Bridget Baile is ten years old and has already gone on many adventures. She’s been to Ireland, New York City, a cattle ranch in Montana, and Mardi Gras. She’s won multiple awards, including first place three consecutive years at State PSIA and Catholic Daughters essay contest. She lives near Lake Travis, where she loves tubing. She also enjoys drawing, writing, poetry, rock climbing, lacrosse, reading, playing with her friends, making movies with her sister, hip hop, and gymnastics. Her favorite classes are language arts and math. However, her main hobby is having fun and projecting joy and faith to those around her.

Fifth Grade

First place | Ramona Pierce, “New Climate, New Friends”

Ramona Pierce is a fifth grade student at Edna L. Toliver Elementary School. She was born in Iran and lived in Boston and Chicago before settling in Danville, Kentucky, at the age of seven. She enjoys reading, writing, and competing with her school’s academic team. She also likes gardening, cooking, playing soccer, and running on the Danville Admirals cross country team. She dreams of taking a backpacking trip across Europe and enjoys learning about people of different places and cultures.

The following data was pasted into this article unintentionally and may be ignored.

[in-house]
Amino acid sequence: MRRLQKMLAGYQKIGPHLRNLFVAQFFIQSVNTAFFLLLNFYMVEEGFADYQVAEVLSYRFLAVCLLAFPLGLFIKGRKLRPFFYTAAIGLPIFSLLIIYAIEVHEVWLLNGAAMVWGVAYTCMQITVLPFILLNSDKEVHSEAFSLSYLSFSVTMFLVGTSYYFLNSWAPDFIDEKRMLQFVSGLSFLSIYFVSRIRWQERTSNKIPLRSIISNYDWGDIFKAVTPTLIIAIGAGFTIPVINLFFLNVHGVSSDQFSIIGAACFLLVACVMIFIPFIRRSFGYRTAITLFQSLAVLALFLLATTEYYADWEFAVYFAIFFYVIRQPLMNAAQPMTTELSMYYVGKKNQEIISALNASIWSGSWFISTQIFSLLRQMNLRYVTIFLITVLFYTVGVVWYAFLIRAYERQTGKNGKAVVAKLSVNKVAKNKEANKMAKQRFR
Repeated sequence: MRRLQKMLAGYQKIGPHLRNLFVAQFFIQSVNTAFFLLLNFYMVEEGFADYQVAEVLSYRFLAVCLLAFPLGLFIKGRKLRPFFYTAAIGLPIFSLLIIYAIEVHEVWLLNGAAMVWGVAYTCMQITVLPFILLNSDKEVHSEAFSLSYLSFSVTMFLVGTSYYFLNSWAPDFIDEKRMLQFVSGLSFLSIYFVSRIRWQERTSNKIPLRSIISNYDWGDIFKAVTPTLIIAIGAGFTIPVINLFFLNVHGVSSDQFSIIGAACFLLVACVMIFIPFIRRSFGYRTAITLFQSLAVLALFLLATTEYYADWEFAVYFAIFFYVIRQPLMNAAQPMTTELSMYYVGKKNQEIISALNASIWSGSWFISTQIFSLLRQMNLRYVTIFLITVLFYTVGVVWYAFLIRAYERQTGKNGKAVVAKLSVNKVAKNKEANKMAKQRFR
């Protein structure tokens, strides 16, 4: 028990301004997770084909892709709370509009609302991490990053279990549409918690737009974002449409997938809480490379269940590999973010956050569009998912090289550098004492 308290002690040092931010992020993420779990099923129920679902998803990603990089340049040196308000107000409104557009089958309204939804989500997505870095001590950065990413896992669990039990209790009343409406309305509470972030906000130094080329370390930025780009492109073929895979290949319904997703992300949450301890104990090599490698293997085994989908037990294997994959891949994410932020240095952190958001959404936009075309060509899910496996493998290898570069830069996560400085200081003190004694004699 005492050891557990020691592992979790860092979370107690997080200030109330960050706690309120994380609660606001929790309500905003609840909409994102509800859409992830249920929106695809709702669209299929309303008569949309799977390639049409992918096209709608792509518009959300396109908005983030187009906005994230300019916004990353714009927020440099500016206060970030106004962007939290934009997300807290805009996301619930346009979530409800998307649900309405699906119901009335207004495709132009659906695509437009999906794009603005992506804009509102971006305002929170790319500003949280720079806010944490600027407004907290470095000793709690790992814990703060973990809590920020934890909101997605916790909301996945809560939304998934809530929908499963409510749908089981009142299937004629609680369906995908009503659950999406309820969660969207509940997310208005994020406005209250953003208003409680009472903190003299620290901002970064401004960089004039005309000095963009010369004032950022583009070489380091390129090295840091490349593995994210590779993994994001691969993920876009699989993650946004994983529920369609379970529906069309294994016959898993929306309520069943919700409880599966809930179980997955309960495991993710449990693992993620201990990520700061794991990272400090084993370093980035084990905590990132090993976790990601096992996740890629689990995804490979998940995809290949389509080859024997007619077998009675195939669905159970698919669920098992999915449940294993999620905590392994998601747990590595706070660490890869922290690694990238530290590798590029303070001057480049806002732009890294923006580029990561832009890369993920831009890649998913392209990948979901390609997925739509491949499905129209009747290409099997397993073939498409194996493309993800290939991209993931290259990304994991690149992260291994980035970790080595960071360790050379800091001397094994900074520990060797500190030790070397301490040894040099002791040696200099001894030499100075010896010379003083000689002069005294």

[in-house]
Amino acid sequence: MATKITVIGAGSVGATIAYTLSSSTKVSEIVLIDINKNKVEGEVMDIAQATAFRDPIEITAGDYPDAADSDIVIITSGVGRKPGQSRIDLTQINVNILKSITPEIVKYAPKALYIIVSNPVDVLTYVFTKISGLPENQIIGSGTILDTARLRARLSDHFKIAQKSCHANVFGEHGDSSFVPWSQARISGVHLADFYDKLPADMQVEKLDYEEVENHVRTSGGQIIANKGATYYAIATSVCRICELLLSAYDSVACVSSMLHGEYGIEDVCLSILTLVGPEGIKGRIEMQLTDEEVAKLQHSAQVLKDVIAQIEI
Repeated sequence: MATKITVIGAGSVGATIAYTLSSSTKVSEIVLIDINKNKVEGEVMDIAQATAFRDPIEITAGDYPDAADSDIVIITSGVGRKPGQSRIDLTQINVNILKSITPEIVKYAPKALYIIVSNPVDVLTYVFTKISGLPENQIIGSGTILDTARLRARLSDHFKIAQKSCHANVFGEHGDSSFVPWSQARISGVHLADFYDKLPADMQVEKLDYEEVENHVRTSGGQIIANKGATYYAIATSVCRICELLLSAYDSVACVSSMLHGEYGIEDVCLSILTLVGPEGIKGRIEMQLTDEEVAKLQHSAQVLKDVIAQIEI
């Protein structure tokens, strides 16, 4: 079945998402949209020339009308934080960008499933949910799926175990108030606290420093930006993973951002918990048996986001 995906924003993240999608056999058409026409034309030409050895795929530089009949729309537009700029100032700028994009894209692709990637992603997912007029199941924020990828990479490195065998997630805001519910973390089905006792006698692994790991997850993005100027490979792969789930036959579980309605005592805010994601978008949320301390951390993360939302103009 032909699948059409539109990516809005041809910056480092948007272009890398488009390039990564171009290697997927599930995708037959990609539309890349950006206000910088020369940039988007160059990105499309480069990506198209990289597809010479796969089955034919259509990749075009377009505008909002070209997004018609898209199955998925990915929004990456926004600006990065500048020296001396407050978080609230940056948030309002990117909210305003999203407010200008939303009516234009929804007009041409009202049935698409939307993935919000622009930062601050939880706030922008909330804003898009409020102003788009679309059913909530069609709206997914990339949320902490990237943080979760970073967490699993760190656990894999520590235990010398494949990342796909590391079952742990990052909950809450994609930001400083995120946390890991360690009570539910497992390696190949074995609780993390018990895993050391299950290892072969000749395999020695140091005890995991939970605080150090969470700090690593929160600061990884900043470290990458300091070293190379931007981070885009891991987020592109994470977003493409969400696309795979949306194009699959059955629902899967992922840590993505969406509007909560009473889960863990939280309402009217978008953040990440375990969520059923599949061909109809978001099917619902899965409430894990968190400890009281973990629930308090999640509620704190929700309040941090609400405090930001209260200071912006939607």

Second place | Calum Klimavicz, “Extinction vs. Preservation—The Human Factor”